A group of millionaires has called on Rishi Sunak to tax them and other rich people because they can afford it, warning the “cost of recovery” from Covid “cannot fall on the young or those with lower incomes”.
In an open letter ahead of the Budget on Wednesday, the 30-strong group told the Chancellor to introduce a wealth tax on the nation’s richest people to tackle yawning inequality and fund the recovery from the coronavirus crisis.
“We understand the immense pressure on the Treasury to deal with crises both present and future – from inequality, to Covid, to climate change. We know there will be high expectations for you to find the money needed,” the millionaires wrote.
“We know where you can find that money – tax wealth holders like us. We can afford to contribute more, and we want to invest in repairing and improving our shared services.
“We are proud to pay our taxes to reduce inequality, support stronger social care and the NHS, and to ensure that we’re building a more just and green society.”
‘Repair our country’
The signatories – who span a host of industries and backgrounds – want Sunak to “address the economic imbalance of the current tax system which places a deeply unequal burden on working people”.
They hit out at the planned 1.25 percentage point increase in national insurance, which they said would “hit working people hardest” – and urged an increase in taxes on the wealthiest instead.
“The cost of recovery cannot fall on the young or on those with lower incomes. There are many of us – people with wealth – who will support a more progressive system of taxation, and we urge you to do the same,” the group – part of the Patriotic Millionaires movement – said in the letter.
“When deciding on how to meet the financial gap, look to us. Repairing our country is more valuable than growing our wealth.”
One of the signatories, Gary Stevenson, a multimillionaire ex-City trader, said: “Instead of raising national insurance and taking £1,000 a year away from families on universal credit, the chancellor, who is a multimillionaire, should be taxing himself and people like me – people with wealth.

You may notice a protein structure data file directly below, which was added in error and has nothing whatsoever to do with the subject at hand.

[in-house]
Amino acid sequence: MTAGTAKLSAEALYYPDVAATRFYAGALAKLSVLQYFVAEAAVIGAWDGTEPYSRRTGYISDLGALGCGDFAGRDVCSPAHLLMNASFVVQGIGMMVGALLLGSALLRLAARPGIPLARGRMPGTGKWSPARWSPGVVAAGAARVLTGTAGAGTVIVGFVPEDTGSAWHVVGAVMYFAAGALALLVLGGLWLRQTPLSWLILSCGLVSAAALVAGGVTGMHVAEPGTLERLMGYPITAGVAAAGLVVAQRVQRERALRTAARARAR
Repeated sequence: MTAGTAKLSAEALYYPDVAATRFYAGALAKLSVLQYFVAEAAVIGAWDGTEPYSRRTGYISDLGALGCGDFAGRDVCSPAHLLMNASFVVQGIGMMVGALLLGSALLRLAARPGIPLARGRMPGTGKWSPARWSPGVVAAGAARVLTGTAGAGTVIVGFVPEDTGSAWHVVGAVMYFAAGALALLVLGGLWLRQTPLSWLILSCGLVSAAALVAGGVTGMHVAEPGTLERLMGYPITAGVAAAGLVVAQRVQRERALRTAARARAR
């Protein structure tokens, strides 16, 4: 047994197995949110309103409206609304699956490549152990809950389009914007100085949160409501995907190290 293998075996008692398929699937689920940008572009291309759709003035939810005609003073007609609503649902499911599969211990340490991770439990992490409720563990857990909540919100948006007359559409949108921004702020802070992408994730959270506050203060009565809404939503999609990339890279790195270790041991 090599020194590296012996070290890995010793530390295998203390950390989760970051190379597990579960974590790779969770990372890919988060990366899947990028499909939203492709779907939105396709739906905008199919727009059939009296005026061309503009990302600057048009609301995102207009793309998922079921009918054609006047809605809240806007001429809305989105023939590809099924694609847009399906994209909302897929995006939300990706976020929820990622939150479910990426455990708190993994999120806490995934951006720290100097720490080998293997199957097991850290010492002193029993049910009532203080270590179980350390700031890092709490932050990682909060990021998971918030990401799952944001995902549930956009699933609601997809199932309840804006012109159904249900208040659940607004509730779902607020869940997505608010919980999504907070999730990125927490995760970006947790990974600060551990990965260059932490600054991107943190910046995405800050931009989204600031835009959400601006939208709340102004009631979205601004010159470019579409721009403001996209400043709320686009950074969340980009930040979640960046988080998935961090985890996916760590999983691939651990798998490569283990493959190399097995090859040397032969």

“We can’t expect to have a strong or stable recovery if the fiscal burden of it is placed on our care workers, street cleaners and teachers – key workers who deserve better – while we don’t tax the rich.”
Tech entrepreneur Gemma McGough added: “This letter isn’t a goodwill statement, this is an attempt to shake the chancellor by the fiscal shoulders and wake him up.
“If we endlessly tax working people and never tax where the big money is being made, our country will continue to suffer. Any business-minded person will tell you it makes good economic sense to balance your books.
“Where is the balance when wealth gets stockpiled by a small group of very rich people and the cost of the country falls to those on lower and middle incomes?”
‘Morally and fiscally correct’
A wealth tax on the top one per cent of UK households – with fortunes of more than £3.6 million – could generate at least £70 billion annually, according to research by Greenwich University.
It follows proposals from Labour MP Jon Trickett, who unveiled research suggesting a wealth tax could raise nearly £220 billion in extra revenue over five years, fund a key worker pay rise and fix the social care crisis.
The leftwing MP said a radical overhaul of the tax system could “rebuild Britain” after the coronavirus crisis and a decade of austerity.
“Bringing taxes on wealth into line with those on income is both morally as well as fiscally correct. But it is also a bold policy which will appeal to both voters and the labour movement precisely because it has one of our core values, fairness, at its centre,” Trickett said.